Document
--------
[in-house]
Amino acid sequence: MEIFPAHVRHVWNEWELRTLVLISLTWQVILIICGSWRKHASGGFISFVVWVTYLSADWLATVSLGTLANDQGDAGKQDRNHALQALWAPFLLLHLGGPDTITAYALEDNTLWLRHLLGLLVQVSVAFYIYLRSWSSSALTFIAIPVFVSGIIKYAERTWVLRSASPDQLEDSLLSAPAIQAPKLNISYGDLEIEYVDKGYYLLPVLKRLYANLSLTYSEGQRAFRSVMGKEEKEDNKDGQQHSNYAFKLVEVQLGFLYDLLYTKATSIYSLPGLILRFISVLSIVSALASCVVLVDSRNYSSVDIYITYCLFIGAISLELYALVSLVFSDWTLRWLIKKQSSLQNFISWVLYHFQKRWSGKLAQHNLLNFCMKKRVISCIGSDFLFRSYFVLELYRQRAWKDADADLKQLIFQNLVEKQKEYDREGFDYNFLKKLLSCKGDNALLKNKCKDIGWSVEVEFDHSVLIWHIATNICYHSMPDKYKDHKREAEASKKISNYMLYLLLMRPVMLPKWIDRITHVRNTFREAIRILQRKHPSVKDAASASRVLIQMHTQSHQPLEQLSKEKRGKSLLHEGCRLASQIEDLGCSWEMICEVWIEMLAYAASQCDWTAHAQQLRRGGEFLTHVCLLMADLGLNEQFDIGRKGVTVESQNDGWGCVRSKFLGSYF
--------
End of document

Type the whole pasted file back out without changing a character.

[in-house]
Amino acid sequence: MEIFPAHVRHVWNEWELRTLVLISLTWQVILIICGSWRKHASGGFISFVVWVTYLSADWLATVSLGTLANDQGDAGKQDRNHALQALWAPFLLLHLGGPDTITAYALEDNTLWLRHLLGLLVQVSVAFYIYLRSWSSSALTFIAIPVFVSGIIKYAERTWVLRSASPDQLEDSLLSAPAIQAPKLNISYGDLEIEYVDKGYYLLPVLKRLYANLSLTYSEGQRAFRSVMGKEEKEDNKDGQQHSNYAFKLVEVQLGFLYDLLYTKATSIYSLPGLILRFISVLSIVSALASCVVLVDSRNYSSVDIYITYCLFIGAISLELYALVSLVFSDWTLRWLIKKQSSLQNFISWVLYHFQKRWSGKLAQHNLLNFCMKKRVISCIGSDFLFRSYFVLELYRQRAWKDADADLKQLIFQNLVEKQKEYDREGFDYNFLKKLLSCKGDNALLKNKCKDIGWSVEVEFDHSVLIWHIATNICYHSMPDKYKDHKREAEASKKISNYMLYLLLMRPVMLPKWIDRITHVRNTFREAIRILQRKHPSVKDAASASRVLIQMHTQSHQPLEQLSKEKRGKSLLHEGCRLASQIEDLGCSWEMICEVWIEMLAYAASQCDWTAHAQQLRRGGEFLTHVCLLMADLGLNEQFDIGRKGVTVESQNDGWGCVRSKFLGSYF